I was going to sprinkle some powdered sugar on top and serve it with a scoop of my own homemade ice cream. Instead, I carefully cleaned the slightly burnt bottom layer, and covered it the best I could with dark chocolate glazing. She won’t notice I baked the sponge for too long, that much I know. There won’t be any ice cream on the side, because my evening continued along the same lines and I gave up on preparing it.

Pointless to say, the rubbish bag broke as I was trying to pull it out of the bin, spreading all that stinky mess on the kitchen floor… Once it was all collected and safely double bagged, I threw on a decent maxi dress instead of my chocolate and flour covered ensemble and good thing I did, because several of my neighbours were standing right in front of the building, bickering about some imaginary issues. A teenage girl with perfect hair gave me a disapproving look. Just you wait, my friend… You’ll grow, up, move away and one day your mother will be paying you a visit… then you’ll know what this feels like… One mean, piercing look and she was staring at her toenails. Ha!

I was polishing the outside of my entrance door when a neighbour gave me a crocked smile, staring at my short shorts (the ones I normally only wear in the house), while insidiously wishing me a good evening. What, you don’t dust and polish your door? Neither do I – normally – and neither does my mother… but boy, will she passively aggressively criticize my not doing so. I can just hear her, “You’re so lucky you’re not married… You can clean when and if you feel like it!” Her own home is an indescribable mess these days, but that’s not the point, right?… It was time to throw in the towel and call it a night… and perhaps open that bottle and have a nice glass of red wine. But first, I need to clean the toaster too, how did I forget about that one?

There’s a special kind of hell that only a mother can inflict on you, especially when only distance can keep things civilized between the two of you. I’ve long ago given up on pleasing her, I can accept some things are simply impossible. I normally manage to distance myself and ignore her criticism and offending comments. This time, however, I don’t have the energy to argue incessantly on a daily basis… I’m trying not to give her reasons to criticize, so hopefully in return, I don’t throw back all the venom gathered over years and years of not at all motherly behaviour on her behalf.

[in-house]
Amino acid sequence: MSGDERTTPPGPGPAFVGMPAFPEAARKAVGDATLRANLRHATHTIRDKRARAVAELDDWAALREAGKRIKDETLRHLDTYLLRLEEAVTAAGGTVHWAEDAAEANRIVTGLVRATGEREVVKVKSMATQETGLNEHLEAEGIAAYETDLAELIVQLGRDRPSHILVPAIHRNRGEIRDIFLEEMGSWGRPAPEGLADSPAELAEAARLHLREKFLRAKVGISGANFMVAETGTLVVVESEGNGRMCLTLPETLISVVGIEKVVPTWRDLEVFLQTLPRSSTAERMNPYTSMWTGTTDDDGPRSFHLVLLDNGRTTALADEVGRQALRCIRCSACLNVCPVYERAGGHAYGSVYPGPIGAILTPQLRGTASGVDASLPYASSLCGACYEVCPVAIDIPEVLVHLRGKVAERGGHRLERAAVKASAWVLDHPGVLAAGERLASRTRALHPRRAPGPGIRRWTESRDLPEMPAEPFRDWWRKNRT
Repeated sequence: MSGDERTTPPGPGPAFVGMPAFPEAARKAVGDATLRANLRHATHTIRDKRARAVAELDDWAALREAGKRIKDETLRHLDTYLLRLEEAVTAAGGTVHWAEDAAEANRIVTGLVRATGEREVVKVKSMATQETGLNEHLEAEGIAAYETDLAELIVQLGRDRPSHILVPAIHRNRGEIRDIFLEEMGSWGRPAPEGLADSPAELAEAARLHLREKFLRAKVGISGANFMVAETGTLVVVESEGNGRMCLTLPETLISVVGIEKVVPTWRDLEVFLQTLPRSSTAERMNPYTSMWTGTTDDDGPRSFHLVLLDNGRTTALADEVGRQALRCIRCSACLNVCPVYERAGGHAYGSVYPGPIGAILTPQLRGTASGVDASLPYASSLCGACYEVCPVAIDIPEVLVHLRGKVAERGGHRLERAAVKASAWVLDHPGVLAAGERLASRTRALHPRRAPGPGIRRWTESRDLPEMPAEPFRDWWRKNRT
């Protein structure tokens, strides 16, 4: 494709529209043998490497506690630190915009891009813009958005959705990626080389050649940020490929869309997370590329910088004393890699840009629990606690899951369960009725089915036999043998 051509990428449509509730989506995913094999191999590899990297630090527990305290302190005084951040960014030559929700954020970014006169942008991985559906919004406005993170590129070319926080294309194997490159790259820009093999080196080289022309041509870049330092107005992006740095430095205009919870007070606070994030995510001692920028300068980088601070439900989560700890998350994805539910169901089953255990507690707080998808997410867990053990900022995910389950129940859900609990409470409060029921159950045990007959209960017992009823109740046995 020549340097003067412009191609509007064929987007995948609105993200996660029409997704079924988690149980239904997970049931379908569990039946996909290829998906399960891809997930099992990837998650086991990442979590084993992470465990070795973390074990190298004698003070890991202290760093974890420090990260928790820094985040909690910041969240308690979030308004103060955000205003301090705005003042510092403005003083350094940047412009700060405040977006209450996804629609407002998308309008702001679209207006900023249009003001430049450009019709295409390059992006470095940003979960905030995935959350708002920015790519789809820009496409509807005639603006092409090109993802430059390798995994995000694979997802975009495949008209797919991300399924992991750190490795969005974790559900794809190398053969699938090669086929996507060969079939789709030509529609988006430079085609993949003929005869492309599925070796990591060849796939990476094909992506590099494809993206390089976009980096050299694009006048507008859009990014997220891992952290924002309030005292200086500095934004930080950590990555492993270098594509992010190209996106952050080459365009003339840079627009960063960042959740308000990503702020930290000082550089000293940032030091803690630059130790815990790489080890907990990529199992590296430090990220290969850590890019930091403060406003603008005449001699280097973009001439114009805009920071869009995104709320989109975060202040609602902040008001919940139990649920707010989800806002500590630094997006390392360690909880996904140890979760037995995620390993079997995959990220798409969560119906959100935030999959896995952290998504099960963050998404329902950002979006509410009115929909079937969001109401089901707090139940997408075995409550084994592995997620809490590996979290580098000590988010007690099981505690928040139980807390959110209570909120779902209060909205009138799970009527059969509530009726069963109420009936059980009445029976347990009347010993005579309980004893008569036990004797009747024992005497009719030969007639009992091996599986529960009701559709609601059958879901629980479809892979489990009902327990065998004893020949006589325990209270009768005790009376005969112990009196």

Bang Advice

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I don’t remember her name. But she always wore bangs, that I remember. She wore bangs when not many fashion conscious women dared even consider it. Her haircut wasn’t always the same, neither was her hair colour, but she always wore bangs… and she looked great. Looking impeccable at any moment seemed like an effortless endeavour for her, like it was an extension of her being. From all my mother’s friends, I liked her best. Beautiful, elegant and graceful, she had an extraordinary ability to combine elements and come up with the outfits that suited her perfectly. Unlike some of their friends, she was never ostentatious, she knew exactly how to discretely emphasize her features in order to look attractive without being vulgar or tacky.

But it was her bangs I was particularly interested in that summer, and I had a good reason for it. After all, I wanted to get bangs as well, yet I wasn’t allowed to. If I wanted to be pretty, I couldn’t have bangs covering my forehead or strands of hair getting into my eyes for that matter; besides, all I had to do was look around and see that no pretty girl wore bangs, I was told. I rolled my eyes, but my grandmother had deemed the conversation over.